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Sweden’s winning right-bloc agrees to form government with far-right backing

Three Swedish right-wing parties have agreed to form a minority government with the unprecedented support of the far-right Sweden Democrats, immediately announcing plans to crack down on crime and immigration and build new nuclear power stations.

Sweden's winning right-bloc agrees to form government with far-right backing
Sweden Democrats Jimmie Akesson, Leader of the Moderate party Ulf Kristersson, Leader of the Christian Democrats Ebba Busch and Leader of the Liberal party Johan Pehrson address a press conference on the formation of a coalition government at the Parliament press office in Stockholm. Photo: Jonathan Nackstränd/ AFP

The incoming government will be made up of the Moderates, Christian Democrats and Liberals, with the far-right Sweden Democrats remaining outside the coalition but providing key support in parliament.

The four presented a roadmap Friday for their cooperation, outlining measures to address rising crime, immigration, energy policy, healthcare, education and the economy.

“Change is not just necessary, but possible, and the four of us can deliver that”, conservative Moderates leader Ulf Kristesson told reporters.

Parliament will vote on Kristersson as the new prime minister on Monday and the future government is expected to take office on Tuesday, just over a month after the right-wing won a narrow victory in a general election that ousted the Social Democrats after eight years in power.

The four right-wing parties together hold 176 of 349 seats in parliament. The anti-immigration and nationalist Sweden Democrats, once shunned as pariahs on Sweden’s political scene, were the big winners of the September 11 vote.

They emerged as the country’s second-largest party with a record 20.5 percent of votes, behind outgoing prime minister Magdalena Andersson’s Social Democrats, which have dominated Swedish politics since the 1930s.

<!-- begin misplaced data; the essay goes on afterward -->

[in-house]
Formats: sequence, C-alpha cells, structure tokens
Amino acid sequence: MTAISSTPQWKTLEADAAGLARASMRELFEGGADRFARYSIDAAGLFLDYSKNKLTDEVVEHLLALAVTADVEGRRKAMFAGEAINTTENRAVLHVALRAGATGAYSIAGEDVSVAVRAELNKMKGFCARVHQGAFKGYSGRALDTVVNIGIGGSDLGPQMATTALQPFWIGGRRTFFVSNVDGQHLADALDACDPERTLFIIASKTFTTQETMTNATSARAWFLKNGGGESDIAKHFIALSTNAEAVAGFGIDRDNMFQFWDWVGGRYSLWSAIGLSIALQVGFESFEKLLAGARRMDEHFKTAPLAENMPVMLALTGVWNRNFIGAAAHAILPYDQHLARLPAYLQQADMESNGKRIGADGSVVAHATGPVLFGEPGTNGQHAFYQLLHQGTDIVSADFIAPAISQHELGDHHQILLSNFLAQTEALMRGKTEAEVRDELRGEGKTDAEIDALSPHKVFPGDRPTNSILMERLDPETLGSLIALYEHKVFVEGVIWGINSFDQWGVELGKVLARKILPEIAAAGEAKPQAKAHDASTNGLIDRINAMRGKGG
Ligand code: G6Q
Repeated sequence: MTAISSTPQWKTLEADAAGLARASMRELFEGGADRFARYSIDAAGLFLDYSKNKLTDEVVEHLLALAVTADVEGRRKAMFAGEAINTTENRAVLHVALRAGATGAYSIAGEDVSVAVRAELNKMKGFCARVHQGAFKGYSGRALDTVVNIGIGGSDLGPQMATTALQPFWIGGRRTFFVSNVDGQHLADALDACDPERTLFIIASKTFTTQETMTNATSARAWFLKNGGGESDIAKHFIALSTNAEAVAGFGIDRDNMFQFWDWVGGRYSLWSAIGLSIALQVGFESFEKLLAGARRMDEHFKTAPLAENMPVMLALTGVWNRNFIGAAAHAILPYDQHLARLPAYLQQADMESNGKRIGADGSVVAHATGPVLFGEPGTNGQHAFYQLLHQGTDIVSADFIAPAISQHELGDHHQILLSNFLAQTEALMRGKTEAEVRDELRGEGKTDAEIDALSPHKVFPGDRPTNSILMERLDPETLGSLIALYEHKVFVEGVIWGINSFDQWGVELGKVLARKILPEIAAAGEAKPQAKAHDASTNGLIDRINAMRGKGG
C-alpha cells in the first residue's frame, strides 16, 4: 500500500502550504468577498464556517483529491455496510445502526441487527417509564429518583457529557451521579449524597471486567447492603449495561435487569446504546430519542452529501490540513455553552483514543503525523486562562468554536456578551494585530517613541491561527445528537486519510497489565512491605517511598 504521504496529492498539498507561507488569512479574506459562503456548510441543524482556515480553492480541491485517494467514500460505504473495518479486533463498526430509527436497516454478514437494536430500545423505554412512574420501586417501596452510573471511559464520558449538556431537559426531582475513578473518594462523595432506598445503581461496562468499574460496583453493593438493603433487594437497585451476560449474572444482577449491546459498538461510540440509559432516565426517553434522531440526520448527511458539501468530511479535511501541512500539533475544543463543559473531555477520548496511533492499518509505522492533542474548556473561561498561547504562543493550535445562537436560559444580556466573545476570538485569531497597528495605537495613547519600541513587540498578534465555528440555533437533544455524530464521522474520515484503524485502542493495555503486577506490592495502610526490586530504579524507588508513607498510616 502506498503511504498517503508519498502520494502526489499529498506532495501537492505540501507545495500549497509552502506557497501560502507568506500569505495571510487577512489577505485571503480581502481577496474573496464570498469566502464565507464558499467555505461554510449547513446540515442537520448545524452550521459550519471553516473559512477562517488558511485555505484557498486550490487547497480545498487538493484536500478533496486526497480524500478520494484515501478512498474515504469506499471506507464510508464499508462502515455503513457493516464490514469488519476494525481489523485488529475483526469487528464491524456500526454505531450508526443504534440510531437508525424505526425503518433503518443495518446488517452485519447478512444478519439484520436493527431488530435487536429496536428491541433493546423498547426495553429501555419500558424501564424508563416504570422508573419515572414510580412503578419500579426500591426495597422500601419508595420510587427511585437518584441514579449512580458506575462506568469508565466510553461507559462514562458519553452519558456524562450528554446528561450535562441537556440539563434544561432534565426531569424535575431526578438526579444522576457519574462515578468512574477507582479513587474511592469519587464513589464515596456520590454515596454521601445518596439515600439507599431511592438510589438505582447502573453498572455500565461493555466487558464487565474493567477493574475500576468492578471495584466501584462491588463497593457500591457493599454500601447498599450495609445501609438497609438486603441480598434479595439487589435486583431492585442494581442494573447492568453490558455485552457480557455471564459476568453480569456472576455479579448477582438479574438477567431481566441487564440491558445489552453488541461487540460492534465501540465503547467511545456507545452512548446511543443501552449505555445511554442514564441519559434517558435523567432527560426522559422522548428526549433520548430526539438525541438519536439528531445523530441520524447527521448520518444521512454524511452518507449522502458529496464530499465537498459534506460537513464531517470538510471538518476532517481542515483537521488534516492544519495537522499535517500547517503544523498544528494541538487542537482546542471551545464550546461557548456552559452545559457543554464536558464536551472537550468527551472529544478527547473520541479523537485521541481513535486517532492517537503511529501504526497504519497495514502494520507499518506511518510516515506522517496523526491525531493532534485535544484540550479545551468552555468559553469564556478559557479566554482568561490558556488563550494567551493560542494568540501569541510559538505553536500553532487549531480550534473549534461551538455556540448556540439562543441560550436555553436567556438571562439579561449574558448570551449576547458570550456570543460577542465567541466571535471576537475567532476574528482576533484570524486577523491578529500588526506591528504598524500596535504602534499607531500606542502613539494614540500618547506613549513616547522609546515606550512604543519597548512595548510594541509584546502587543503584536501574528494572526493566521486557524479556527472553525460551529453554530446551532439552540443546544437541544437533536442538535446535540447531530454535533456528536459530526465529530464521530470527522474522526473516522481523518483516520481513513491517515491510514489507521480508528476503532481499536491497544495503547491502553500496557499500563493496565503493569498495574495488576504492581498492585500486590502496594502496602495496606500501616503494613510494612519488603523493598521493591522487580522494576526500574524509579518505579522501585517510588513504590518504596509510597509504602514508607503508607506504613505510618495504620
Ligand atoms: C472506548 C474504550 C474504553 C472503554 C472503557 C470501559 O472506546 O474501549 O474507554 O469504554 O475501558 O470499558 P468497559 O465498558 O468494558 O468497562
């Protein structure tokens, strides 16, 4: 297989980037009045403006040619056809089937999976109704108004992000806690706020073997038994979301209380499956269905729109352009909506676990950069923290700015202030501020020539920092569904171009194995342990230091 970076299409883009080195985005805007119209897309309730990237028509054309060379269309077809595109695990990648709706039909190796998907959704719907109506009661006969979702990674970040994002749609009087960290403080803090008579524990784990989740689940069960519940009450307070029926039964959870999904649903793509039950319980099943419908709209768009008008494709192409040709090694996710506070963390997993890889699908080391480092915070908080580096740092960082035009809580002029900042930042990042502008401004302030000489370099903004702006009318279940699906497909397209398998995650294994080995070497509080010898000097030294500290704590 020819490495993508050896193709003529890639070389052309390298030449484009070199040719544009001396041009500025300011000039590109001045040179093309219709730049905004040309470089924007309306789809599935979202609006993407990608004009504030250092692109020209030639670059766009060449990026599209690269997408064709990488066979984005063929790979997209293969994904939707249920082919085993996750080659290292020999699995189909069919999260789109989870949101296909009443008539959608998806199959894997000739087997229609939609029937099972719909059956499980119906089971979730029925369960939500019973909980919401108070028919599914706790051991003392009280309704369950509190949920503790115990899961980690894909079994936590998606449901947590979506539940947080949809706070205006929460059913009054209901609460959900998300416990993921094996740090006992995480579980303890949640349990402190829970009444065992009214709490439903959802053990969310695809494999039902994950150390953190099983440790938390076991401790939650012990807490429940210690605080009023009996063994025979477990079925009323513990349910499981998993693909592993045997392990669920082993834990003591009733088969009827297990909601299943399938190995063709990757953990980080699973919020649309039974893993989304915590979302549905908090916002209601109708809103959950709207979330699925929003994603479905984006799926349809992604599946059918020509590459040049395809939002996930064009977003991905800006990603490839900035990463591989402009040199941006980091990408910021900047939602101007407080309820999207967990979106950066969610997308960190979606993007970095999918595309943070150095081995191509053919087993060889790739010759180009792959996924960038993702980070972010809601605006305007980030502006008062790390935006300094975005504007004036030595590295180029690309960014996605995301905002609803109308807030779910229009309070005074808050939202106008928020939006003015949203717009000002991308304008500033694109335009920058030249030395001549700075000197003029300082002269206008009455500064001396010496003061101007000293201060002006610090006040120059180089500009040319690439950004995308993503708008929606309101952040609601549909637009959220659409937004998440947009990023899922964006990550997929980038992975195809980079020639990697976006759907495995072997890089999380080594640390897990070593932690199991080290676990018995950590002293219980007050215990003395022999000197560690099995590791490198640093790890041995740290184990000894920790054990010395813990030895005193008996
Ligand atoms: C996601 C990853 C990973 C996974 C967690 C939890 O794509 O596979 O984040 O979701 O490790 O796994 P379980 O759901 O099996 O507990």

KEY POINTS: What do we know about Sweden’s new government coalition deal?

Swedish Politics: Moderate leader Ulf Kristersson wins backing to be next PM

While far-right leader Jimmie Åkesson said he “would have preferred to sit in government”, he stressed that most important was that his party, as the biggest right-wing party, have influence over policy.

“We are going to deliver policy, especially in those areas our voters think are extra important, and crime policy is one such area”, he told reporters.

While the quartet presented a united front on Friday, they have traditionally been divided on a number of key policy areas and major concessions were made in the agreement, primarily to meet the far-right’s demands.

Sweden has struggled to contain soaring gang shootings and violence, and the roadmap calls for an introduction of visitation zones in some disadvantaged areas, harsher sentences for repeat offenders, double sentences for certain crimes and anonymous witnesses — all major concessions by the small Liberal party.

The incoming government also plans to make major cuts in Sweden’s generous refugee policy, reducing the number of quota refugees from 6,400 last year to 900 per year during its four-year mandate.

It will also ditch Sweden’s development aid target of one percent of gross national income and introduce a national ban on begging.

The four parties also agreed to not reduce unemployment benefits, a major concession to the far-right by the Moderates.

“What has been most important to the Sweden Democrats is that the change of government represent a paradigm shift”, Åkesson said.

Meanwhile, the future government also announced plans to build new nuclear reactors to meet the country’s rising electricity needs.